These needles could also tear the tissue and veins if too much relative movement occurred near the tip. In addition, the stainless steel tube wall thickness could not be made as thin as possible because with very thin walls, the stainless steel tube is also easy to damage, collapse, kink, and pinch off. Even with traditional wall thickness stainless steel, needles are rigid and are prone to kink and be permanently damaged rather then flex and bend with the patient's movement. This thickness is in the range of about 0.102 mm (0.004 inches). Thus, needles made of this material, although small, are still large enough to cause pain and discomfort to the user and still require a relatively larger wall thickness to avoid bending.

To overcome the inflexibility and reduce discomfort, polymer cannulae have been developed. In this design, a softer polymer cannula replaces the metal needle tip. Since this cannula is soft and cannot pierce the skin, a solid metal trocar needle is inserted through the cannula for the purpose of piercing the skin and introducing the cannula below the surface of the skin. Once the cannula is below the skin surface at the desired depth, the metal trocar is removed and only the soft cannula remains under the skin. Compared to the stainless steel cannula, this greatly reduces pain, and the flexibility of the polymer allows the tissues to flex and move with little discomfort. However, polymer cannulae have drawbacks. They can be easily crimped, flattened, kinked, pinched, and damaged during insertion and bending.

Additionally, polymer cannulae can be displaced laterally, causing pinching and closure of the fluid path, and the polymers can elicit an allergic reaction from surrounding tissues. Further, the polymer cannulae also complicate the device assembly processes because the polymers are typically hard to assemble and bond in place or hold in place with high mechanical strength and without mechanical damage. The polymer cannulae must also be made with a thicker wall than a metal tube to remain circular and not collapse or pinch off when installed. This thickness is in the range of 0.076 to 0.127 mm (0.003 to 0.005 inches).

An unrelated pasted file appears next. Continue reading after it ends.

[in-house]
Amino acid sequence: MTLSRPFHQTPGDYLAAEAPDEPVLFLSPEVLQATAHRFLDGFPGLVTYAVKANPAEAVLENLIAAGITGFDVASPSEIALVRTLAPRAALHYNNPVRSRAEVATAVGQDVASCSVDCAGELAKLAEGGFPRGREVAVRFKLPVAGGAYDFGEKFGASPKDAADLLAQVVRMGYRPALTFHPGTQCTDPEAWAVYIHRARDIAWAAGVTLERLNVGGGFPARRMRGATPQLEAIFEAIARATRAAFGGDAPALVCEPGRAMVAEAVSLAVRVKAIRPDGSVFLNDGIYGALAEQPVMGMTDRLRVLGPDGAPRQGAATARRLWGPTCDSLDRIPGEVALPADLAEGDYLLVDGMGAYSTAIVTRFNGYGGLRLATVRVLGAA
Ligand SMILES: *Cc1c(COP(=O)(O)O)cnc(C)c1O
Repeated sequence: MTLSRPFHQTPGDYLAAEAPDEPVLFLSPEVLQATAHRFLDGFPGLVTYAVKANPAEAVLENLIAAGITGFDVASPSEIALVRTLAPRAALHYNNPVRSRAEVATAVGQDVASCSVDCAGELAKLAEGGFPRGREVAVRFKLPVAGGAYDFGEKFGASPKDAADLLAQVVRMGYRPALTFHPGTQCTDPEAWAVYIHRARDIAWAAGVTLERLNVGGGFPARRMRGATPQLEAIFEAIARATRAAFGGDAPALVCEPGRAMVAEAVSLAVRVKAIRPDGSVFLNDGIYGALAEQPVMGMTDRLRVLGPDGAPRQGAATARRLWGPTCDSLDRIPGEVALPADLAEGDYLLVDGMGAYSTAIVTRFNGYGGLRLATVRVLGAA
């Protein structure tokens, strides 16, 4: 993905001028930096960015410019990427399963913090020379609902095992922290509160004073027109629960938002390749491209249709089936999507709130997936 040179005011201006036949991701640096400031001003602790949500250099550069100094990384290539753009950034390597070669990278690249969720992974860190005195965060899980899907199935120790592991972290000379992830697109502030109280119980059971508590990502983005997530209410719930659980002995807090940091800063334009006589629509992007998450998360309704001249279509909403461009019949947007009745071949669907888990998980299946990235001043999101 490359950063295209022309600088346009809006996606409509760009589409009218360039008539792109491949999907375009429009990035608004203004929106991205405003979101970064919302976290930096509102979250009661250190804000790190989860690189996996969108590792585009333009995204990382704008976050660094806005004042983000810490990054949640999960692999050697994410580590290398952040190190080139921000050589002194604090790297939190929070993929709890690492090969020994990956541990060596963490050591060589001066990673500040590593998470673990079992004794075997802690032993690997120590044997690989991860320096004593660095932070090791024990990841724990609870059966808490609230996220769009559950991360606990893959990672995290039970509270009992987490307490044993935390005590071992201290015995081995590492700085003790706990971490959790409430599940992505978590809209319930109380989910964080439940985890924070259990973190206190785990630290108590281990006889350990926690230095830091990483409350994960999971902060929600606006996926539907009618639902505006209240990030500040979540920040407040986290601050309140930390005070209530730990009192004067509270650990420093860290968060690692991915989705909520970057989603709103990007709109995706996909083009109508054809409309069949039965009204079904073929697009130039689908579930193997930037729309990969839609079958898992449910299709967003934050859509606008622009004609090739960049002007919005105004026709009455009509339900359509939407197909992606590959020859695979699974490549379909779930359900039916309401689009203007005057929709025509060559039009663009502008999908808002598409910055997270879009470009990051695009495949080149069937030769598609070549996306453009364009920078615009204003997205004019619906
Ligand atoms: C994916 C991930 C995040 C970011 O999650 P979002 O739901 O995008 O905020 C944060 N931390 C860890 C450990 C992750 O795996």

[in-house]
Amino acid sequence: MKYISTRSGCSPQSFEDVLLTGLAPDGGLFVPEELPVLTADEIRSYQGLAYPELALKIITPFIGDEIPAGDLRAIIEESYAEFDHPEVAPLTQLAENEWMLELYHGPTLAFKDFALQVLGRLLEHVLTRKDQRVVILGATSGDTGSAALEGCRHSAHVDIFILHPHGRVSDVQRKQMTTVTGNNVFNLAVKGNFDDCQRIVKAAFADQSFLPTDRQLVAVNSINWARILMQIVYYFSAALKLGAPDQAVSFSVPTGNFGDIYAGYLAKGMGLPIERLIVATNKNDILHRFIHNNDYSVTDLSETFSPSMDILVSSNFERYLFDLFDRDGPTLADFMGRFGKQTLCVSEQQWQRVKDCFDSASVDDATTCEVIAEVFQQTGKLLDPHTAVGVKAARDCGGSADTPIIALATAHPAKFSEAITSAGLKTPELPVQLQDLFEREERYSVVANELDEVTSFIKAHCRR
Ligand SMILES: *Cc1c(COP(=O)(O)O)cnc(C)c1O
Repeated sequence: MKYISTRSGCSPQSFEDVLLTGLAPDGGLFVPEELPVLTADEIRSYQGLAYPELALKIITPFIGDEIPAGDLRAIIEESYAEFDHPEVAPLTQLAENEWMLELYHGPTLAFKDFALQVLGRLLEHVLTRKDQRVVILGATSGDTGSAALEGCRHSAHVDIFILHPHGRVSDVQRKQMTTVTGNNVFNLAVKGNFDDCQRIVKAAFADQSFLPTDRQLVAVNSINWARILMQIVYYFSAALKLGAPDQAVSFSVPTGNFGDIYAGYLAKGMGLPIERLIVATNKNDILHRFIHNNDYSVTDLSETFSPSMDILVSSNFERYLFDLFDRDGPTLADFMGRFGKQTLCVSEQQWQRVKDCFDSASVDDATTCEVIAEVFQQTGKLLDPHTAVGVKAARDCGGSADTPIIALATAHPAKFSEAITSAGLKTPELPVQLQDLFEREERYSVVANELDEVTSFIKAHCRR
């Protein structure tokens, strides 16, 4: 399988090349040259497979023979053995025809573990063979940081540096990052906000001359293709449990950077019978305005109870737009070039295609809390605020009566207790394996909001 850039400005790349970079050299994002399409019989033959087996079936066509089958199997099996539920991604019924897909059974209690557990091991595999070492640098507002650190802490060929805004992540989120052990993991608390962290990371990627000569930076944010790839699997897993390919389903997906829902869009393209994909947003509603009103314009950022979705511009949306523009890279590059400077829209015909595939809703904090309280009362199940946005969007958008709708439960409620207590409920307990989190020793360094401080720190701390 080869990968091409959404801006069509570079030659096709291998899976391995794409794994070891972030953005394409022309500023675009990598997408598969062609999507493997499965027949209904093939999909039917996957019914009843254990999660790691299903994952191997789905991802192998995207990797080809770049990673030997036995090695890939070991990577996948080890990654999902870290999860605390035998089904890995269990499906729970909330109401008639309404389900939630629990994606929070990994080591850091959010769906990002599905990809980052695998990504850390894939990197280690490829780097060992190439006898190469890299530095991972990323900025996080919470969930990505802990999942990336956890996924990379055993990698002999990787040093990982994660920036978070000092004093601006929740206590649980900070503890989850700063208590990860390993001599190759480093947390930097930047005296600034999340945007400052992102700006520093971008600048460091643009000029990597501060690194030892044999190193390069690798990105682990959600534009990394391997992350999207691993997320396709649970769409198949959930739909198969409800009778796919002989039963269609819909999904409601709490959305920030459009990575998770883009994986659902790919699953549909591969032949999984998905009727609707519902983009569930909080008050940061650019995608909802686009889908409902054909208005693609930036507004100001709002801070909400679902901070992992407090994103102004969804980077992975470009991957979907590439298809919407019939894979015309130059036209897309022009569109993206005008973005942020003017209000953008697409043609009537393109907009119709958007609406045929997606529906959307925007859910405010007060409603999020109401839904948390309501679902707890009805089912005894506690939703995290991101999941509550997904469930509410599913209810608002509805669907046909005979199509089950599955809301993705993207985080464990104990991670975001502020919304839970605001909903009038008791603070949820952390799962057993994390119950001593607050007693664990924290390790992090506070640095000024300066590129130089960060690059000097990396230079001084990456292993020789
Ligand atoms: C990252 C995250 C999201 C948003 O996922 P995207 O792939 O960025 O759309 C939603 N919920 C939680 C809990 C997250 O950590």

Accordingly, a need exists to develop a cannula that will minimize pain inflicted upon the patient, yet be able to withstand kinking and collapsing forces after insertion.

SUMMARY OF THE INVENTION

Briefly, the present invention provides a cannula housing assembly for an infusion set. The cannula housing assembly includes a cannula housing and a cannula extending distally from the cannula housing. The cannula is constructed from a shape memory alloy, wherein the cannula is constructed from one of a superelastic material and a shape memory material.

Additionally, the present invention provides a cannula housing assembly for an infusion set. The cannula housing assembly includes a base and a cannula housing coupled to the base. A cannula extends distally from the cannula housing. The cannula is constructed from one of a superelastic material and a shape memory material.

Further, the present invention provides a method of inserting a cannula into a patient. The method comprises the steps of: providing a cannula from a shape memory material; forming the cannula into a desired shape; reforming the cannula into an insertion shape; inserting the cannula into the patient; and allowing body heat from the patient to revert the cannula from the insertion shape to the desired shape.

BRIEF DESCRIPTION OF THE DRAWINGS